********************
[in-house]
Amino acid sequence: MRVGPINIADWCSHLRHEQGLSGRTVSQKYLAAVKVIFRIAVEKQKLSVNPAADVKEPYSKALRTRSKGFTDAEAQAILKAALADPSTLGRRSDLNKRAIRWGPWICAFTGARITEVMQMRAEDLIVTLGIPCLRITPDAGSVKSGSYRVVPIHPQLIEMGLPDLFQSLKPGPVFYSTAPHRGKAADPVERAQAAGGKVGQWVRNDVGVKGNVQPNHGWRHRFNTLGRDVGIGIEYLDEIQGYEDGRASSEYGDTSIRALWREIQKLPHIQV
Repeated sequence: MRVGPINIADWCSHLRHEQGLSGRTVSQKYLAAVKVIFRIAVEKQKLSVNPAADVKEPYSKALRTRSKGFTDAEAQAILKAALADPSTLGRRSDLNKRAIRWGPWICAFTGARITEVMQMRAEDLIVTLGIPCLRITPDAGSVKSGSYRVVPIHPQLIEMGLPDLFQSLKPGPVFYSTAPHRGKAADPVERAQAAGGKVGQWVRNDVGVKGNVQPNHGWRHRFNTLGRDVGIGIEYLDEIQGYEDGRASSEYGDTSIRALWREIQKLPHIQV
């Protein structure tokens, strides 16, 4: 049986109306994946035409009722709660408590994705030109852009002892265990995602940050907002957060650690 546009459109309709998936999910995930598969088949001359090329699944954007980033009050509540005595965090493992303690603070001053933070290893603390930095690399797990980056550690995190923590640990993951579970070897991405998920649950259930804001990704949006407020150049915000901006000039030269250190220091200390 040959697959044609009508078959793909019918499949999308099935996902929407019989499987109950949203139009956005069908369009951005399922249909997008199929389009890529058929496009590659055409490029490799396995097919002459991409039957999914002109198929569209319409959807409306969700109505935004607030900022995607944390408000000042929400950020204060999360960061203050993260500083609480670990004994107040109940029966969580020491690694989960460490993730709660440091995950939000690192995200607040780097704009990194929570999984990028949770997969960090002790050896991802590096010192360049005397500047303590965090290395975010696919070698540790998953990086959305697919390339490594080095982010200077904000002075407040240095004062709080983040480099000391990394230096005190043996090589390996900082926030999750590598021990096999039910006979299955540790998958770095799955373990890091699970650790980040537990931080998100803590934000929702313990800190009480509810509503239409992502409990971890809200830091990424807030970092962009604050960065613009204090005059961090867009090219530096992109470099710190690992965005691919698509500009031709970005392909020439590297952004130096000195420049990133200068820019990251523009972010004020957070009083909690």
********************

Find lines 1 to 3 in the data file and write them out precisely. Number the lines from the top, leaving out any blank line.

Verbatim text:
[in-house]
Amino acid sequence: MRVGPINIADWCSHLRHEQGLSGRTVSQKYLAAVKVIFRIAVEKQKLSVNPAADVKEPYSKALRTRSKGFTDAEAQAILKAALADPSTLGRRSDLNKRAIRWGPWICAFTGARITEVMQMRAEDLIVTLGIPCLRITPDAGSVKSGSYRVVPIHPQLIEMGLPDLFQSLKPGPVFYSTAPHRGKAADPVERAQAAGGKVGQWVRNDVGVKGNVQPNHGWRHRFNTLGRDVGIGIEYLDEIQGYEDGRASSEYGDTSIRALWREIQKLPHIQV
Repeated sequence: MRVGPINIADWCSHLRHEQGLSGRTVSQKYLAAVKVIFRIAVEKQKLSVNPAADVKEPYSKALRTRSKGFTDAEAQAILKAALADPSTLGRRSDLNKRAIRWGPWICAFTGARITEVMQMRAEDLIVTLGIPCLRITPDAGSVKSGSYRVVPIHPQLIEMGLPDLFQSLKPGPVFYSTAPHRGKAADPVERAQAAGGKVGQWVRNDVGVKGNVQPNHGWRHRFNTLGRDVGIGIEYLDEIQGYEDGRASSEYGDTSIRALWREIQKLPHIQV